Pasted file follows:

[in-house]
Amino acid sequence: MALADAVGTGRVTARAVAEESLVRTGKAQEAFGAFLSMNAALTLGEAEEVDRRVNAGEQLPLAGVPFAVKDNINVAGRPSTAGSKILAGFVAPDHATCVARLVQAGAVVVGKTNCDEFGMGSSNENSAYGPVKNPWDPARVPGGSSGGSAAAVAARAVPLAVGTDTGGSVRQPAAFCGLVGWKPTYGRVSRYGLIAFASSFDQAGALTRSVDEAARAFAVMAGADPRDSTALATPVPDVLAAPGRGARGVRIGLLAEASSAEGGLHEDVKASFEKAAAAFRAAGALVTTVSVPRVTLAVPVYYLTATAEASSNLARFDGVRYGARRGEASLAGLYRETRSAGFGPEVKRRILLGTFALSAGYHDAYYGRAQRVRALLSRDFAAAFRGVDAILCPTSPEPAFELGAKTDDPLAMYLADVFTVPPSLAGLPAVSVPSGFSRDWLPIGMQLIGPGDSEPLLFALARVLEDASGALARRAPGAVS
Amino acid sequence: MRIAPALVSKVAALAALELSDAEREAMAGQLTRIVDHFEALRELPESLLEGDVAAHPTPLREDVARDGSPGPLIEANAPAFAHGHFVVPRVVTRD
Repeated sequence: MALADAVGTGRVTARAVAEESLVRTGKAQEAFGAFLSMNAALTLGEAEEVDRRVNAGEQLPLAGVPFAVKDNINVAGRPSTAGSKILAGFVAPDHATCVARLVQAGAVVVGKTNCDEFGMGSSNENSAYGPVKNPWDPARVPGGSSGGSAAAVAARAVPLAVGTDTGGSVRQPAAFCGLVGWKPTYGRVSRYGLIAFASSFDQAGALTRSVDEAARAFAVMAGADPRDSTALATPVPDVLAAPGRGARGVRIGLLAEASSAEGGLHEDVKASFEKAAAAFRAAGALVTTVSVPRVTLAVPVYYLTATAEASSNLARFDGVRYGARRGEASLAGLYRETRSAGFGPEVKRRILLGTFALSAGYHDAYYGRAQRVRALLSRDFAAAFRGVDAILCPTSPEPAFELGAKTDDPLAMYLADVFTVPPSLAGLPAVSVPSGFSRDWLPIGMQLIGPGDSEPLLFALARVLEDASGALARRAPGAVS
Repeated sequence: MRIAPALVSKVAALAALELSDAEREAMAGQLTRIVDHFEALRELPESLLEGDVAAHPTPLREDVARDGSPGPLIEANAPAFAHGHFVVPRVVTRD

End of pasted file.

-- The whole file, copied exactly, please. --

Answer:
[in-house]
Amino acid sequence: MALADAVGTGRVTARAVAEESLVRTGKAQEAFGAFLSMNAALTLGEAEEVDRRVNAGEQLPLAGVPFAVKDNINVAGRPSTAGSKILAGFVAPDHATCVARLVQAGAVVVGKTNCDEFGMGSSNENSAYGPVKNPWDPARVPGGSSGGSAAAVAARAVPLAVGTDTGGSVRQPAAFCGLVGWKPTYGRVSRYGLIAFASSFDQAGALTRSVDEAARAFAVMAGADPRDSTALATPVPDVLAAPGRGARGVRIGLLAEASSAEGGLHEDVKASFEKAAAAFRAAGALVTTVSVPRVTLAVPVYYLTATAEASSNLARFDGVRYGARRGEASLAGLYRETRSAGFGPEVKRRILLGTFALSAGYHDAYYGRAQRVRALLSRDFAAAFRGVDAILCPTSPEPAFELGAKTDDPLAMYLADVFTVPPSLAGLPAVSVPSGFSRDWLPIGMQLIGPGDSEPLLFALARVLEDASGALARRAPGAVS
Amino acid sequence: MRIAPALVSKVAALAALELSDAEREAMAGQLTRIVDHFEALRELPESLLEGDVAAHPTPLREDVARDGSPGPLIEANAPAFAHGHFVVPRVVTRD
Repeated sequence: MALADAVGTGRVTARAVAEESLVRTGKAQEAFGAFLSMNAALTLGEAEEVDRRVNAGEQLPLAGVPFAVKDNINVAGRPSTAGSKILAGFVAPDHATCVARLVQAGAVVVGKTNCDEFGMGSSNENSAYGPVKNPWDPARVPGGSSGGSAAAVAARAVPLAVGTDTGGSVRQPAAFCGLVGWKPTYGRVSRYGLIAFASSFDQAGALTRSVDEAARAFAVMAGADPRDSTALATPVPDVLAAPGRGARGVRIGLLAEASSAEGGLHEDVKASFEKAAAAFRAAGALVTTVSVPRVTLAVPVYYLTATAEASSNLARFDGVRYGARRGEASLAGLYRETRSAGFGPEVKRRILLGTFALSAGYHDAYYGRAQRVRALLSRDFAAAFRGVDAILCPTSPEPAFELGAKTDDPLAMYLADVFTVPPSLAGLPAVSVPSGFSRDWLPIGMQLIGPGDSEPLLFALARVLEDASGALARRAPGAVS
Repeated sequence: MRIAPALVSKVAALAALELSDAEREAMAGQLTRIVDHFEALRELPESLLEGDVAAHPTPLREDVARDGSPGPLIEANAPAFAHGHFVVPRVVTRD